060116i Health Safety Net bA campaign to protect a program helping lower-income people pay medical bills is facing opposition in the state Legislature and may not succeed. If lawmakers don’t block a bid by Gov. Charlie Baker’s administration to shrink the program, some lower-income patients and the hospitals that serve them – including Cambridge Health Alliance – could face heavier financial burdens, advocates of the program say.

The governor plans to reduce income limits for the Health Safety Net program starting this month and eliminate the state contribution, now $30 million. His budget for the 2017 fiscal year beginning July 1 includes the cuts.

Last year about 274,000 people were enrolled in the program; advocates say the eligibility changes would affect almost 60,000 people.

Obamacare enrollment

The income limit for the program will drop to $72,250 from $97,000 for a family of four, and require more families and individuals to pay a deductible before benefits begin. State officials say almost all those who will lose benefits are eligible for subsidized insurance through the state’s Obamacare agency, the Health Connector, but haven’t enrolled despite rules requiring them to do so.

Supporters of the program generally don’t object to those requirements, but argue that many others in the Health Safety Net can’t pay medical bills even with Connector insurance or aren’t eligible for Health Connector coverage at all; elderly people who can’t afford to supplement their Medicare coverage, for example, were responsible for 20 percent of Health Safety Net bills last year, according to state figures.

Health Safety Net participants must get their care at a hospital or community health center, and supporters say the cuts will leave hospitals picking up more of the tab for patients who can’t afford to pay. Hospitals and insurers already pay $165 million to fund the program and hospitals alone are responsible for any shortfall. Last year, when the state contributed $30 million, the shortfall was $40 million; hospitals estimate it will be $100 million without state money.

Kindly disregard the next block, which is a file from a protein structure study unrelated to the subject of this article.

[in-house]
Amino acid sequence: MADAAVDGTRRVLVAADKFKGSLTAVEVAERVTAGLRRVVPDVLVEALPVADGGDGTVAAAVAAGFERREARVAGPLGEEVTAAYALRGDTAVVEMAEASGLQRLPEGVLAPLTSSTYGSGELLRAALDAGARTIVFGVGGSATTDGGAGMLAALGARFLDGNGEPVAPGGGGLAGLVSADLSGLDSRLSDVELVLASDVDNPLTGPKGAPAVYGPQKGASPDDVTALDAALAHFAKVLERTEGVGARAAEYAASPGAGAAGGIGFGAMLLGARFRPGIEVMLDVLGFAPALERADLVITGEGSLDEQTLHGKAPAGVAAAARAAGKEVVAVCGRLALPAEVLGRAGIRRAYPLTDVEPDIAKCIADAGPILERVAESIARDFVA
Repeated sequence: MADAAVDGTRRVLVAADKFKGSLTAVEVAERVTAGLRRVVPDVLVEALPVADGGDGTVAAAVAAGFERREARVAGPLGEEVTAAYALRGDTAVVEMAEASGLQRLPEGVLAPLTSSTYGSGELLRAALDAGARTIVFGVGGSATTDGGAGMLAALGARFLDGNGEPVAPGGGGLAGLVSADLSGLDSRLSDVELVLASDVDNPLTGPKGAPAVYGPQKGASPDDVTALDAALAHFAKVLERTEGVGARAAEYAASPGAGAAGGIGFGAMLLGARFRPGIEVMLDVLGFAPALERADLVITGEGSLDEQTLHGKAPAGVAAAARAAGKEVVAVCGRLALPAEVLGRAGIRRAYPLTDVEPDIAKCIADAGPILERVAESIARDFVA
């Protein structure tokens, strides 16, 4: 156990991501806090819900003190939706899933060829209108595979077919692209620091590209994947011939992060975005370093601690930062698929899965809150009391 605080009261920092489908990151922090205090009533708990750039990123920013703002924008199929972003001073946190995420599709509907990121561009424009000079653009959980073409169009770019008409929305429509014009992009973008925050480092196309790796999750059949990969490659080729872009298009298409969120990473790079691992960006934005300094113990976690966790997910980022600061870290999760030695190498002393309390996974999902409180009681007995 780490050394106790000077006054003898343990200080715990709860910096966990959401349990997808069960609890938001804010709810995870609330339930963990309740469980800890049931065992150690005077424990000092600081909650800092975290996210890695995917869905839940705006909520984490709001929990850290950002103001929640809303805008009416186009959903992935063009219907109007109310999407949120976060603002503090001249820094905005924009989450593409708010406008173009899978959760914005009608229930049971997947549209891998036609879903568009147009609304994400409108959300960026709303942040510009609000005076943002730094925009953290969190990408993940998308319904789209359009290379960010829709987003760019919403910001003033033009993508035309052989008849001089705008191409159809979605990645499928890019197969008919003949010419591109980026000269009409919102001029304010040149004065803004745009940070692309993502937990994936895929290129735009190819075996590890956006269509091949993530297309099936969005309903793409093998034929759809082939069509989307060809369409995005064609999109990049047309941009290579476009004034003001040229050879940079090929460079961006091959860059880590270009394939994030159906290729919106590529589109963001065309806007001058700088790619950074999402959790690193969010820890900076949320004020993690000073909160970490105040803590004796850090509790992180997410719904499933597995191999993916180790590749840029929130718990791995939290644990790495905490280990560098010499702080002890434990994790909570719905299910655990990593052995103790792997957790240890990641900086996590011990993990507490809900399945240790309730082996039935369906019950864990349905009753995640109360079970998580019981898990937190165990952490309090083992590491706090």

Affecting Alliance

David Cecere, spokesman for Cambridge Health Alliance, the second-largest provider of care to the poor in the state, couldn’t say by the time this story was filed how the cuts will affect the hospital’s finances. The Alliance has said it expects to lose $13.1 million this year, but that figure could change.

Earlier, Cecere provided figures on the percentage of uninsured residents in communities served by the Alliance: 11.5 percent in Everett; 8 percent in Revere; 7.5 percent in Malden; 5.1 percent in Somerville; and 3.1 percent in Cambridge. Except for Cambridge, the percentage of those without coverage exceeds the state figure of 3.6 percent last year.

The effort to keep eligibility limits unchanged got off to an inauspicious start when the state Senate failed to approve an amendment to this year’s budget that would have postponed the changes until June 30, the end of the fiscal year. The official date for the new limits is now today, but state officials have told hospitals and community health centers that they won’t fully enforce the changed eligibility standards until June 23.

In the Legislature

State Rep. Christine Barber

Barber

After that failure, lawmakers in the House didn’t approve an amendment filed by state Rep. Christine Barber, whose district includes Somerville, that would have preserved the program, including full state funding, in the 2017 budget.

State Sen. Jason Lewis of Winchester, a chairman of the Legislature’s Joint Committee on Public Health, filed the same amendment in the Senate. It was approved only after being changed to keep the eligibility limits for nine months, not the full year, and cut state funding to $15 million instead of leaving it at $30 million. A Senate staff member said Senate leaders wanted the shorter period and lower state funding.

The fate of the amendment is now up to a conference committee of six lawmakers from both houses that will resolve differences between the House and Senate budgets.

Step forward

Barber said in an email that Lewis’ amendment “does not get us to our final goal” but is still “a positive step forward” because it preserves current Health Safety Net standards for nine months and gives advocates a chance to “make a strong case” that the cuts will “harm vulnerable residents in our communities.”

The program, formerly called free care, was originally meant for people without health insurance. Since state health reform in 2003, the number of residents without coverage has fallen; last year 8 percent lacked insurance at least once during the year and 3.6 percent weren’t covered at the time of the state survey.

Still, undocumented immigrants, people with inadequate health insurance, seniors on Medicare and those with very high medical costs still need help, advocates say.